Eulogizing poverty is an industry in India. In the guise of protecting the poor, most of the media and the so called intelligentsia go around demonizing free enterprise as an evil western concept, while conveniently brushing aside the fact that communism and socialism are also western concepts. To write about poverty, to create an aura about poverty are favorite themes for some of the celebrated authors. Conflating simplicity with poverty in the name of Gandhian economics is the most famous fallacy of our times. Like Thomas Paine says, after all, a long habit of not thinking a thing wrong gives it an appearance of being right. But the facts are: poverty is not a way of life; poverty is not a fashionable thing; poverty is not a virtue; poverty is nothing to be extolled, and nothing to sing hymns about. Borrowing Thomas Hobbes’ words, a life spent in poverty is nasty, brutish and short.
Poverty, like prosperity, needs a conducive environment to flourish. In our country, democracy is the name of the game. Surprising, considering the fact that it has always been mostly dynastic rule at all meaningful levels. The set to whom we have given our consent to govern is almost always from a select set of families; sons, daughters, sons-in-law, daughters-in-law, grandsons, granddaughters, great grandsons and so on. Such a system used to be called a hereditary monarchy. Nevertheless, the claim loudly and proudly made is that India is the largest democracy in the world
There is another political factory: the entertainment industry. Take Tamil Nadu, for examples. It is notorious for its politicians who arise from its entertainment/film industry. It churns out chief-ministers (a hero, heroine and a script-writer so far.) Being the good people we are, in our infinite wisdom we select only the heroes and never the villains as chief ministers thus displaying our abundant incapacity to distinguish between reality and fiction.
So what would India be like if it were a developed country? Transforming India describes that India of our dreams. It does not stop at that. It outlines what is holding India back and what needs to be done to make that dream a reality. The good thing is that it is all common sense.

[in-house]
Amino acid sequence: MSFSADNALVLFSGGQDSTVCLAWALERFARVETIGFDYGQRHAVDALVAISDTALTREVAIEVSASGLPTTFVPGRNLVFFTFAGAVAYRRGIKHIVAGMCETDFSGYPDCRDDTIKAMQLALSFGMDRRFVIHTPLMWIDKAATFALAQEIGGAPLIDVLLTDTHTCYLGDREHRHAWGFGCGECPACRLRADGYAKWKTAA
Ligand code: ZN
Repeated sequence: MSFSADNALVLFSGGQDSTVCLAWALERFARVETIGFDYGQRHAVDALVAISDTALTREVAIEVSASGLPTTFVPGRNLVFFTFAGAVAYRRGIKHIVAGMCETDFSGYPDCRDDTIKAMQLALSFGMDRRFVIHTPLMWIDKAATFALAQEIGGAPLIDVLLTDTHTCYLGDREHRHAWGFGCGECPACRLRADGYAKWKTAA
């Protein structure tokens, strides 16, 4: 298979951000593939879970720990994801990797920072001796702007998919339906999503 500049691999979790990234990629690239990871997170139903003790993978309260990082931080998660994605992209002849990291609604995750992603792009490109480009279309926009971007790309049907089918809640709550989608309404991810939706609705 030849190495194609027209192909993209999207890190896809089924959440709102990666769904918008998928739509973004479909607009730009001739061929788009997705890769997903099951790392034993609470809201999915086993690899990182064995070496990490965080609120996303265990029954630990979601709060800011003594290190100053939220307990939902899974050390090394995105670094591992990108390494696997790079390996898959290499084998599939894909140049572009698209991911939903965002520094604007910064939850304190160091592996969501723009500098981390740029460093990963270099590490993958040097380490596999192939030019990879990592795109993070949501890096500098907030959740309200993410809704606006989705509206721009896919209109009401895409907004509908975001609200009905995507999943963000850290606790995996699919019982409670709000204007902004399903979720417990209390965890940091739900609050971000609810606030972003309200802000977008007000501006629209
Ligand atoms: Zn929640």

The author’s reasoning is based on economics, a subject that affects every aspect of everyone’s life. Economics is a subject that is poorly taught and understood even more poorly, particularly in our country. All this in a land which over the millennia gave birth to some of the greatest minds of the human race, a land that produced Arthashastra, a land that had Nalanda — one of the greatest universities of the ancient world.
Why should the transformation of India interest me? I am obsessed with the dream of living in a developed India. The current circumstances call for a transformation: a transformation from a filthy, third-world, under-developed country into a developed first-world country, whose citizens are not viewed upon as potential migrants to other countries. As the translator of the Tamil version of this book, I hope it gets translated into all Indian languages. That hope has to be translated into a plan.
I should stress that this book is not a panacea but shows a glimpse of how things ought to be and how they are now. It is an outline of a dream and some ideas that can take us to that dream, ideas we need to constantly remind ourselves of and most importantly we need to act upon.
So all we need to do is take little steps toward that dream. Sit back, relax and enjoy the read, and I am sure that it will be well worth it. Have a look at what the author has to say; debate, discuss and dissent. Let ideas flourish.
Here’s to a developed India. Jai Hind.
The Tamil version will be available shortly in hard copy and on Amazon Kindle.